Too many people in the hotel industry who purport to be revenue management experts don’t understand what forecasting error is or how to accurately calculate it. Or if they do, they’re ignoring it. That’s the only conclusion I can come to when I read about people expecting or getting an unconstrained demand forecast on average 98% right six months out. That’s practically impossible.
And if someone is consistently doing that, I’d suggest they head to Vegas and play roulette or head to Wall Street and play the stock market. Forecasting isn’t an exact science, but it’s an important function of a successful hotel. It may be the most challenging job a revenue director has, and one that is critical not only for pricing the hotel, but also for the general manager and operations, the accounting and finance departments and even for the owners and investors. (If these other functions are not using the same forecast, that’s an all too common problem and one for another blog post.)
Just as important as the actual forecasting is the evaluation of it after the fact. Testing is the only way to know the accuracy of your forecast and consistent errors must be addressed and can often be corrected.
Forecasting is too important to not even try to learn from your mistakes. Most hotels do not calculate forecast error and too many that do are calculating their forecast error by averaging the daily margin of error. For example, a hotel may forecast 100 rooms one day and end up with 80 filled, hence a negative (-) 20 margin of error. The next day the forecast may be for 100 again, and the result is 120, for a plus (+) 20 margin. Average the two, and voilà, the net error is zero.
Wait, what? Yes, that’s how forecasting error is often calculated, and it’s completely wrong, self-serving and it doesn’t make you any better. Be honest and look at the big picture. The further out you’re forecasting, the harder it gets. I wouldn’t be appalled to see 15% or even 20% error for six months out. If I saw 2%, I’d be almost certain the margin of error was calculated incorrectly. There’s no right answer to what margin of error is acceptable. It all depends on the amount and quality of data available to the revenue director and most importantly the volatility of the data. The closer in dates obviously should and will have less margin of error than those six, eight and 10 months out.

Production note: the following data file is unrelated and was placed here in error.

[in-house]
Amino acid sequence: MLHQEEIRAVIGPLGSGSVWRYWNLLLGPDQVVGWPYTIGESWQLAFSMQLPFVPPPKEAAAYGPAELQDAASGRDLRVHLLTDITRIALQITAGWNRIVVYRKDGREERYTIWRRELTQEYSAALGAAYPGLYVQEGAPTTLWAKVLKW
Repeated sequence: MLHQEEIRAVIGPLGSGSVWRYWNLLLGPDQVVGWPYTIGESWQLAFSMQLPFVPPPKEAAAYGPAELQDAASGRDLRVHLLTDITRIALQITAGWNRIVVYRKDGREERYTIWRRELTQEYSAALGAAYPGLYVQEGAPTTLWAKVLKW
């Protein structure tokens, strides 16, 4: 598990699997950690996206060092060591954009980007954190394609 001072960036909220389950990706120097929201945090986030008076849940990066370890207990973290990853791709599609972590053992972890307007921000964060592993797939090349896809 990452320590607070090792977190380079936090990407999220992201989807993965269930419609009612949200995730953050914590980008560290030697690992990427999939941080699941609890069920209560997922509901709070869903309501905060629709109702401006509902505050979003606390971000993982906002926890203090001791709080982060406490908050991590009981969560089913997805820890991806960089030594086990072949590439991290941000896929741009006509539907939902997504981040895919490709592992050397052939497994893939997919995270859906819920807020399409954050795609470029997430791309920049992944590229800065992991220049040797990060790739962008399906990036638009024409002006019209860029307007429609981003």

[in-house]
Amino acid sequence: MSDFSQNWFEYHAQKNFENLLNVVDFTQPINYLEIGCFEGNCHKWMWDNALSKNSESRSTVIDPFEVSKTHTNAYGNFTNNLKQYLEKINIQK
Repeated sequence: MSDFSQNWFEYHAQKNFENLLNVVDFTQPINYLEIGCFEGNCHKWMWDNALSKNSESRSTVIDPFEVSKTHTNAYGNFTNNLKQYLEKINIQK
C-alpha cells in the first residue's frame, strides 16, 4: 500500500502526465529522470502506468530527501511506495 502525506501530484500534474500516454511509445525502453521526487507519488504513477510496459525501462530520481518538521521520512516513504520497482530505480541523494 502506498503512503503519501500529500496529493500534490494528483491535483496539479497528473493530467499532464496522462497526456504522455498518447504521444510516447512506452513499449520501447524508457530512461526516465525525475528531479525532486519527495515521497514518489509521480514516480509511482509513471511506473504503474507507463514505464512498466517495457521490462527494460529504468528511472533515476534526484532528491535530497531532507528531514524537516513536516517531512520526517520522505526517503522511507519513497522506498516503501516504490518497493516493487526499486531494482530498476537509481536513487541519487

There is another factor that confounds a forecast that is often overlooked. Even if the demand data is stable and robust, and the math is perfect, a forecast can be invalidated by changes in strategy by the hotel management team or changes in the market that deviate from historical patterns. For instance, if an asset manager calls up a revenue director and demands they raise price by $50 for the last five days of the month so that the property will hit its ADR budget (often irrespective of whether that will drive RevPAR growth), then within a couple days the forecast will be wrong as consumer behavior changes. The forecast can catch up to the new reality quickly, but there will almost always be an adjustment period.
In my short example above on margin of error, using the absolute value of the variance, 20 in both cases, leads to an average error of 20%. For six months out, in most cases at most hotels, that’s a perfectly acceptable and believable number.
The other way forecasters cheat the system and themselves is by benchmarking the results against actual occupancy. The forecast is for unconstrained demand—which is how many people are willing to stay at your hotel if you had an unlimited number of rooms—so comparing it to occupancy is comparing apples to oranges. If the unconstrained demand forecast calls for 140 rooms in a 100-room hotel, and all 100 rooms end up booked, the margin of error isn’t zero. What is it? That depends on how much business could have been booked that day, and to understand that, you must know how much business was lost.